Twelve-year-old Maia Quinn's heard her mother say that Grunewald, their family’s hometown, is a magical place. Now she finally gets to see for herself what all the fuss is about. Only the part about magic may be quite literal, and the timing of Maia’s visit might not be coincidental. I do like this hook better (and the rewording of the last sentence works better, I think). I'm sure others might disagree and that's fine...it's all so subjective. I suggest doing what YOU think works best, regardless of what any of us think. ;)
The family's ancient mansion holds many secrets: wallpaper images inexplicably spring to life, eerie eyes that stare at one out of the darkness. And the caretaker is actually a kobold, a powerfully magical creature, who’s feeling vengeful over being unappreciated. Yes! I like this use of secrets much, much better. This paragraph sets the tone for your query, I think (and sets the tone for your book...and since I've been lucky enough to read your book, I know this is a good reflection of what your MS has to offer). Nicely done!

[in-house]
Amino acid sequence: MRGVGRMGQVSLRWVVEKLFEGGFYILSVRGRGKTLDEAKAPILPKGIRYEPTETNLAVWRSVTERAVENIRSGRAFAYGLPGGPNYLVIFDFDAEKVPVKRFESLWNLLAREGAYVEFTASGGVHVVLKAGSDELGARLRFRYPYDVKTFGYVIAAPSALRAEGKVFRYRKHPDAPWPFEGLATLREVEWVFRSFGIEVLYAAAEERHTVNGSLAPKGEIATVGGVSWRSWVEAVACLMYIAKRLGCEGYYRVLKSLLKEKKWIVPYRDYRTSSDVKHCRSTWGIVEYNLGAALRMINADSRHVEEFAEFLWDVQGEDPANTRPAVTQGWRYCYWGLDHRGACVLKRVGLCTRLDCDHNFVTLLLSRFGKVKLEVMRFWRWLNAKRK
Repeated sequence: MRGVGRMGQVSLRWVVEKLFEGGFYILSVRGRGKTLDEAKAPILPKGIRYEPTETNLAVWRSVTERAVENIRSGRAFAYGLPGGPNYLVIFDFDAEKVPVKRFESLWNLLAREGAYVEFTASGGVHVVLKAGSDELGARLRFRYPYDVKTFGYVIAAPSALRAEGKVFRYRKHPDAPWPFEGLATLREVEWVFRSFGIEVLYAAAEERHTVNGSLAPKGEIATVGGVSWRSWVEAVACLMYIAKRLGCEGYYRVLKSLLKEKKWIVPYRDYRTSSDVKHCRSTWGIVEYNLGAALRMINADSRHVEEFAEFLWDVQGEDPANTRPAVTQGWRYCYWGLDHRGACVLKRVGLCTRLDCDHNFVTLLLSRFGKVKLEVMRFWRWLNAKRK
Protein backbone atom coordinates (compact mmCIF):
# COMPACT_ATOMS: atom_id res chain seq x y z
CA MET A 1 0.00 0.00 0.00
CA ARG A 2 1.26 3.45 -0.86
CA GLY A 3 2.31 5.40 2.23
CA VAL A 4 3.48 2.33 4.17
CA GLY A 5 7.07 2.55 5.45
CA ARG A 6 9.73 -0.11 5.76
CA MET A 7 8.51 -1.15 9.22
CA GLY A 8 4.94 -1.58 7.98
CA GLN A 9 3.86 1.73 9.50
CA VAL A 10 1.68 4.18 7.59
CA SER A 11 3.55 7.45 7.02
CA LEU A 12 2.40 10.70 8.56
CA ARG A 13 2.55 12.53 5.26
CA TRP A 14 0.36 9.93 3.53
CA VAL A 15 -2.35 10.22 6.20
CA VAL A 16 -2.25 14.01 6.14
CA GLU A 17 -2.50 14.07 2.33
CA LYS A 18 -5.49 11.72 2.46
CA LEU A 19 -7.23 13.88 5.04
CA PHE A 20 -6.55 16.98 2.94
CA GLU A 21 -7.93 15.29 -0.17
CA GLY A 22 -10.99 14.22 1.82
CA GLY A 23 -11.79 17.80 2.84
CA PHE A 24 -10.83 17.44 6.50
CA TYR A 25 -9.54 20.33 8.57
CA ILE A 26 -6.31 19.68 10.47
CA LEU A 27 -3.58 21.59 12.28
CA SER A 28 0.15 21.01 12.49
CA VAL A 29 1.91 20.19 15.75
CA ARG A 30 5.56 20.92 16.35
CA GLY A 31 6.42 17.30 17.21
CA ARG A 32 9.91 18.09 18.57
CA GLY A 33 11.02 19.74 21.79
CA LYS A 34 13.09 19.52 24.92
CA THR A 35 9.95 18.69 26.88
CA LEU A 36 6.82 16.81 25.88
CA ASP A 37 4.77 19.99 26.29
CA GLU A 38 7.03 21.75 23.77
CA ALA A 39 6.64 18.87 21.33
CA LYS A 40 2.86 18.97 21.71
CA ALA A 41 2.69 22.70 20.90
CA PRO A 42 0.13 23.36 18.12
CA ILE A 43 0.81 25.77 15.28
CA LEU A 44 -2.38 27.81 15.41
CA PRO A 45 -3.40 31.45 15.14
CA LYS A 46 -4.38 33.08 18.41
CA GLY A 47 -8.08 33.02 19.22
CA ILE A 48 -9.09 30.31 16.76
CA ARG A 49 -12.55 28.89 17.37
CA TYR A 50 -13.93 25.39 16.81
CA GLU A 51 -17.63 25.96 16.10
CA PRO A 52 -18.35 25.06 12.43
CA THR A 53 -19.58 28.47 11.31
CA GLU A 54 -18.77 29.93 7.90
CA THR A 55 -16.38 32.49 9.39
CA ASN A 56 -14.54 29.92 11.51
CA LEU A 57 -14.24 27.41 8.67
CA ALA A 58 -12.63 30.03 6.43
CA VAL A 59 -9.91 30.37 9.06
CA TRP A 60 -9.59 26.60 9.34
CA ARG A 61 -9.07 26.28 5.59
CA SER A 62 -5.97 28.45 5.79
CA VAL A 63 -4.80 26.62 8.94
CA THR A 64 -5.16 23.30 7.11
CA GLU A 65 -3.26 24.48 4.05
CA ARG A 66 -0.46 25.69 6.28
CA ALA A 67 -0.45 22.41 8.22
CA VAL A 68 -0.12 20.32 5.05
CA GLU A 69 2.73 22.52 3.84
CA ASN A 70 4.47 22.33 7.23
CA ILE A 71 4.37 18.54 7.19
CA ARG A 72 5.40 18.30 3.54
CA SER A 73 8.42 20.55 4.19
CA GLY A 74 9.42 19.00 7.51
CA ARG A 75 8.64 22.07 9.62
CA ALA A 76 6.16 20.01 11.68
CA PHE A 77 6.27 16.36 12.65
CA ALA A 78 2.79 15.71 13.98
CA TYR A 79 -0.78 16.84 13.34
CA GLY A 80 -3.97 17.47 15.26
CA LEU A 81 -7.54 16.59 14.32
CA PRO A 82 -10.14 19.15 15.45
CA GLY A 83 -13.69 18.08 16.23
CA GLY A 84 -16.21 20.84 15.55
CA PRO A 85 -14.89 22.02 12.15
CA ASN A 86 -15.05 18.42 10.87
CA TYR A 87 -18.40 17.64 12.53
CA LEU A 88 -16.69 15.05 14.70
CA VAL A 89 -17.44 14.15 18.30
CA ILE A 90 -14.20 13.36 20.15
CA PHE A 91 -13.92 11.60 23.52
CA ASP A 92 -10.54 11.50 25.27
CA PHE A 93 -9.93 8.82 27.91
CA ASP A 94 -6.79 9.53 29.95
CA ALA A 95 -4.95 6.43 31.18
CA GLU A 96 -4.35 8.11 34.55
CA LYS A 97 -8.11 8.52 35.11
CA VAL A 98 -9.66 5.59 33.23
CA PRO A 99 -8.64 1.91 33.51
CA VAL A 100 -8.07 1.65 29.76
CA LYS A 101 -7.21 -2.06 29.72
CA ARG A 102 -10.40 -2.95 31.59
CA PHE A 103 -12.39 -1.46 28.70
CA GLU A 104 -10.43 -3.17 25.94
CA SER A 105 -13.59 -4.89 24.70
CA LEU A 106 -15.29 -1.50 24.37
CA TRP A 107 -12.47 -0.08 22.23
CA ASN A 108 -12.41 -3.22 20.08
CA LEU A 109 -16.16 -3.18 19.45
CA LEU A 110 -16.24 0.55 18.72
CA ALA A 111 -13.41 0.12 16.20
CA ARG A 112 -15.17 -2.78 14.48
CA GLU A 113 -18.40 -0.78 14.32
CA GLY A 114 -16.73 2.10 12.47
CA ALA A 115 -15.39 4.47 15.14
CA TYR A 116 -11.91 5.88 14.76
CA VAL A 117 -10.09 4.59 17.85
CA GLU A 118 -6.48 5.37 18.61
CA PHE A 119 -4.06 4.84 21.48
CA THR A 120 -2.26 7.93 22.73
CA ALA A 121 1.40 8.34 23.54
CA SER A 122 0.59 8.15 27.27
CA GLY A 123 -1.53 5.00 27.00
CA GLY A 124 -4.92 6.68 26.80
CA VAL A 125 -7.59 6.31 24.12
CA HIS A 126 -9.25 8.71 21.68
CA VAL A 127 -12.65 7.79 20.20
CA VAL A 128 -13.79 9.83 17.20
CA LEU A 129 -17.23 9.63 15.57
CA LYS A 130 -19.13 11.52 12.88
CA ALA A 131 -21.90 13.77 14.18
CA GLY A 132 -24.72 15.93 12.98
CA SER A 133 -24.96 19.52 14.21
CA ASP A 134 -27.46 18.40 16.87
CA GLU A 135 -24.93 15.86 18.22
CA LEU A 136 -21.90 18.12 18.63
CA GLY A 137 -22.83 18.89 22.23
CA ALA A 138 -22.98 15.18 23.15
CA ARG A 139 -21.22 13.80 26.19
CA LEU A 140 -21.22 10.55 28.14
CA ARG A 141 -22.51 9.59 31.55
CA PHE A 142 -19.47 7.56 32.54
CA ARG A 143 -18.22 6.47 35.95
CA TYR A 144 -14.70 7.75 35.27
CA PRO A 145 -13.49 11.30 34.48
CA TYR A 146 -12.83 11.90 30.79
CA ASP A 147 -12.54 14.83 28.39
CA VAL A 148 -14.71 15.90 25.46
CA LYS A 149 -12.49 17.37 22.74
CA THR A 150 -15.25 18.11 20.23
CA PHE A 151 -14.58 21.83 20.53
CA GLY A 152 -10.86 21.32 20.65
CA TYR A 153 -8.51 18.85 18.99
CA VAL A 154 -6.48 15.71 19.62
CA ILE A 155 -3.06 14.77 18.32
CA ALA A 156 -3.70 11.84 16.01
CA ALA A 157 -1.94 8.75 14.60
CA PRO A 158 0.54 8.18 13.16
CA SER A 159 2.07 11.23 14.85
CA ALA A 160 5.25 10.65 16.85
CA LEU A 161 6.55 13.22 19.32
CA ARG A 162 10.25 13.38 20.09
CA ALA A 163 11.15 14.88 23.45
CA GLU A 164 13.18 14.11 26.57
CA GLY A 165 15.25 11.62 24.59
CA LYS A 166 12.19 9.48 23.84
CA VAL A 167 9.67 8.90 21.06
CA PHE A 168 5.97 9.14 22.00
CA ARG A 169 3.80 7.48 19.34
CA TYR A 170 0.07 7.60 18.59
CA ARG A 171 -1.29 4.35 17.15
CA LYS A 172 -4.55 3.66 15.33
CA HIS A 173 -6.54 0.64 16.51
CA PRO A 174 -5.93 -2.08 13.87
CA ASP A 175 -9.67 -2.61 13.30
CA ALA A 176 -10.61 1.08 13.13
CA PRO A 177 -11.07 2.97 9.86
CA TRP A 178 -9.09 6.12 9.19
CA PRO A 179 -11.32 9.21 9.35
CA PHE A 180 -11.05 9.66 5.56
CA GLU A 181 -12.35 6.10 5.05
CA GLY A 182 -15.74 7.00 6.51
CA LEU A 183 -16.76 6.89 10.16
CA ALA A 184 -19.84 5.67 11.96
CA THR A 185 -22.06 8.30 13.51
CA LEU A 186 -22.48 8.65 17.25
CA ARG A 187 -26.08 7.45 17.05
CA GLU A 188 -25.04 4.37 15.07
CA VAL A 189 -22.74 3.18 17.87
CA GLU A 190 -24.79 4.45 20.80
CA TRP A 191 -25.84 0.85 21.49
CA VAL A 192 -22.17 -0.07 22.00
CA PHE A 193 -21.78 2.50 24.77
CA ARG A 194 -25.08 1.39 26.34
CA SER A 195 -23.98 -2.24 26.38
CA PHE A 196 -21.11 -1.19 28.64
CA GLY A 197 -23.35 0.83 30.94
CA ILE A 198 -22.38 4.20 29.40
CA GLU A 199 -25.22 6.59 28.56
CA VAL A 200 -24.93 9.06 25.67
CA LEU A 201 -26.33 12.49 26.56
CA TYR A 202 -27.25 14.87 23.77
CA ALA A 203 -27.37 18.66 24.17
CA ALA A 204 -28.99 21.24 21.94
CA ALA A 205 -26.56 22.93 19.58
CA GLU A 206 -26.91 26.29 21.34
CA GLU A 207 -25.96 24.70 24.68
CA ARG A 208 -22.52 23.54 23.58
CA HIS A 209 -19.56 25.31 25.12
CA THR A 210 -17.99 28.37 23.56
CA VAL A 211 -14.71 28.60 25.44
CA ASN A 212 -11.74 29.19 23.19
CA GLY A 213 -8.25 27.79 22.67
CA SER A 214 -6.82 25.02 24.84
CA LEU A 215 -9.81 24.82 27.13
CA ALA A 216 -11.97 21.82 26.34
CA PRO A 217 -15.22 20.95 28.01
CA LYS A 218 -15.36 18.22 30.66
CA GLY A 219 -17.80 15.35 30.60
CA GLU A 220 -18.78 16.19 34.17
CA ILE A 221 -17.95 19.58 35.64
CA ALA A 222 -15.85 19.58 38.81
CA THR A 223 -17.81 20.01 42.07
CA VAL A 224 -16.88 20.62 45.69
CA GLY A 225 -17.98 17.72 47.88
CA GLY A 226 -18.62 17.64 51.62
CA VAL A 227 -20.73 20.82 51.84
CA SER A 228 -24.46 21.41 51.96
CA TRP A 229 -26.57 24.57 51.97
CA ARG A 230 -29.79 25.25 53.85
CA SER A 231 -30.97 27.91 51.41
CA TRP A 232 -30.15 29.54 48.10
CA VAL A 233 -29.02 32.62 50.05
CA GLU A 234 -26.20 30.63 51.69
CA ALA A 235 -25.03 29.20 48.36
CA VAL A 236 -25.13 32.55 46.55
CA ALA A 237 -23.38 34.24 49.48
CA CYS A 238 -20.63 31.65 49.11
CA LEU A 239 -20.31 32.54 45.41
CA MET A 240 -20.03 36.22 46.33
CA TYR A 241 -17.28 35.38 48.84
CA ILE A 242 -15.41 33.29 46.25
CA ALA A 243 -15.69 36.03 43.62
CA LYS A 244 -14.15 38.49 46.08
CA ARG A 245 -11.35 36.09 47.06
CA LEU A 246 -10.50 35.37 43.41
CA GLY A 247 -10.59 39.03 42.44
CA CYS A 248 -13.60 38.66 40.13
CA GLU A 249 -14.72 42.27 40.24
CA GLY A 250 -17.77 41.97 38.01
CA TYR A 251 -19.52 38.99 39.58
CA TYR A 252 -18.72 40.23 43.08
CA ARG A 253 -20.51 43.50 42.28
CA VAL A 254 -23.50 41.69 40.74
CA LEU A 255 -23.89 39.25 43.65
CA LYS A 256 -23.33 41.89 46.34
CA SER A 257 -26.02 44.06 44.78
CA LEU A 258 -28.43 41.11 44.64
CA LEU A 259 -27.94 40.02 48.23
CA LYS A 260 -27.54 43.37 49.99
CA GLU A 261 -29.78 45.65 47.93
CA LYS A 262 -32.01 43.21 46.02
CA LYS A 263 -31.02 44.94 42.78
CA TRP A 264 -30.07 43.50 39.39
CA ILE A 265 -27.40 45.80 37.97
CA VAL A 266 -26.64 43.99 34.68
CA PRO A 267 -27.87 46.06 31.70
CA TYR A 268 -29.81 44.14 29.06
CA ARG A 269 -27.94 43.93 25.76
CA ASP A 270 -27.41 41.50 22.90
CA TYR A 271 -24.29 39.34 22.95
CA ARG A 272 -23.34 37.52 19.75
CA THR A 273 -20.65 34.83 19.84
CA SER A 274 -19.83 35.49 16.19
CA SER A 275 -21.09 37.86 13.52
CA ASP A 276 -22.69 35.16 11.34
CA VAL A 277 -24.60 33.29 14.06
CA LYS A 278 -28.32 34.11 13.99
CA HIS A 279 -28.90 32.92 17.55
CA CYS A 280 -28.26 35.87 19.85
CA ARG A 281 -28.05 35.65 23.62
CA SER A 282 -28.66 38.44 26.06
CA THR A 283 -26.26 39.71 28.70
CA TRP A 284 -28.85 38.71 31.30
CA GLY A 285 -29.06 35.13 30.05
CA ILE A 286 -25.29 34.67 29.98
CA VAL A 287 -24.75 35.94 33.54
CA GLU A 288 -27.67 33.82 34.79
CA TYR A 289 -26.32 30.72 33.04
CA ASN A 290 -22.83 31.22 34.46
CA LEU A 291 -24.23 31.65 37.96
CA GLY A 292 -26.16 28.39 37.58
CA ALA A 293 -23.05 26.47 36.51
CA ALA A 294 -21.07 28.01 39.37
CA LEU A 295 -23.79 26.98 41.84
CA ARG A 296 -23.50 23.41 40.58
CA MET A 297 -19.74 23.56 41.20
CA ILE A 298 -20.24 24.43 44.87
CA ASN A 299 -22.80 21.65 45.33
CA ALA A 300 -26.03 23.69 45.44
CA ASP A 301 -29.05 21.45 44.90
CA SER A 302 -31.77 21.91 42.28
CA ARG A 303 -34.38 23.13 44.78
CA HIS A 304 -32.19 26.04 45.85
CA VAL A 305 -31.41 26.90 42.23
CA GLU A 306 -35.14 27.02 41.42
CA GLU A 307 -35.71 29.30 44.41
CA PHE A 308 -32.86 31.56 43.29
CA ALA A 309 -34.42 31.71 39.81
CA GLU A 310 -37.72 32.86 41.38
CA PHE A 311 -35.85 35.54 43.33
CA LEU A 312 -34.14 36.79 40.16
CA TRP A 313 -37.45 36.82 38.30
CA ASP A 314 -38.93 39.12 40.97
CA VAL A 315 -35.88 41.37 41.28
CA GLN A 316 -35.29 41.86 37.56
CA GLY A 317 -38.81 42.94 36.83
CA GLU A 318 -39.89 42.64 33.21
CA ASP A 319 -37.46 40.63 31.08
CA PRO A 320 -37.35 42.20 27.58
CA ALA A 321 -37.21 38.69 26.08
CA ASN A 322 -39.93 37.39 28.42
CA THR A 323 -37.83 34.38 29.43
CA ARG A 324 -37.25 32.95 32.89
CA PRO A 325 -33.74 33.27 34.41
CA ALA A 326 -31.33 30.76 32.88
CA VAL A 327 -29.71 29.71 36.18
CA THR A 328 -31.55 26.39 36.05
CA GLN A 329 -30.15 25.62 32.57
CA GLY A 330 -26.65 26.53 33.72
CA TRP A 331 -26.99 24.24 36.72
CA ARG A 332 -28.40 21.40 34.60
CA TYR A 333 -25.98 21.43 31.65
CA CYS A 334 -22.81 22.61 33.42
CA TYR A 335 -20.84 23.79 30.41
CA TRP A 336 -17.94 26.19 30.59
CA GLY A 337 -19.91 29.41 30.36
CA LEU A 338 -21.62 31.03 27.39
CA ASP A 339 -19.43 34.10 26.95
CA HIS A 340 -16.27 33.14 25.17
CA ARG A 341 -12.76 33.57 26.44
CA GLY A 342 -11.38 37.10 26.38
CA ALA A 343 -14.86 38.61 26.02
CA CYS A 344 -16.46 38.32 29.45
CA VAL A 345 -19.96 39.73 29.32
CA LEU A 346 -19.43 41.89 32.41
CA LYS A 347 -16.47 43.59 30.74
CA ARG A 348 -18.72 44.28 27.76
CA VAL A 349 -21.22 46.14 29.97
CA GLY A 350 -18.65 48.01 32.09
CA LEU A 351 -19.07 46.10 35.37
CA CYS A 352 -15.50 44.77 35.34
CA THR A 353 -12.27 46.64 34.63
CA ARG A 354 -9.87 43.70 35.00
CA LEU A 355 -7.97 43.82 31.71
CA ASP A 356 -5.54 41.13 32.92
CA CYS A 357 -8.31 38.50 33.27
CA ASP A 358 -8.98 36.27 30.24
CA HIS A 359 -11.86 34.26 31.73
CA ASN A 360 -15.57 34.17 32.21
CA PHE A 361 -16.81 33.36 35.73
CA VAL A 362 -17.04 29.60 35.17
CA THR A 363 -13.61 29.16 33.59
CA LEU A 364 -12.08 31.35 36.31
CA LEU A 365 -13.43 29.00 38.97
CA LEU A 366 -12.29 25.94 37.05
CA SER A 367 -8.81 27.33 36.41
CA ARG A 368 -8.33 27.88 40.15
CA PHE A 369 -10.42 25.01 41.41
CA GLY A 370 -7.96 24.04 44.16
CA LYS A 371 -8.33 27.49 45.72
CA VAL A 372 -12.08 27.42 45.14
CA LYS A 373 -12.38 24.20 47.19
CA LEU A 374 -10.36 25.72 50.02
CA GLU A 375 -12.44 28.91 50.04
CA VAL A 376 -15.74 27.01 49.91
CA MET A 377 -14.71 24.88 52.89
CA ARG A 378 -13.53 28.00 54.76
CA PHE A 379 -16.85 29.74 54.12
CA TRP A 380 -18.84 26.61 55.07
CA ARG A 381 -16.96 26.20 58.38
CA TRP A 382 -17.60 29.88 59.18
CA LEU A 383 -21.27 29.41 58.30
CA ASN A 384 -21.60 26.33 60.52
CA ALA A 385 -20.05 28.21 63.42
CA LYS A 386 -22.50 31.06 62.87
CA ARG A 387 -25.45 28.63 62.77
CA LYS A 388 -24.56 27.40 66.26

The kobold’s tricked the local chocolate maker into helping him initiate a spell to release the Raven Spirits. Trapped by Maia’s ancestors in a parallel realm, the mansion is the seal on their doorway. Freeing them puts Grunewald in deadly peril, but only a Quinn can open the way, and the kobold plans to use Maia for the final stage of the spell.
Fortunately, Maia’s not alone. Three unlikely friends come to her aid – a boy everyone believes a thief; a mysterious giant green hound who’s been terrorizing the town; and a girl whose bravery is surpassed only by her recklessness. Together, they must outwit the kobold and seal the doorway again, before the shortest night of the year is over and the spell becomes final.
THE KOBOLD OF TWELVE POPLARS is a middle grade fantasy, complete at 72,000 words.
I love this. :) The last paragraph especially...all the "misfits" (for lack of a better word) gives Maia's predicament a cute, funny twist.
Two thumbs up from me!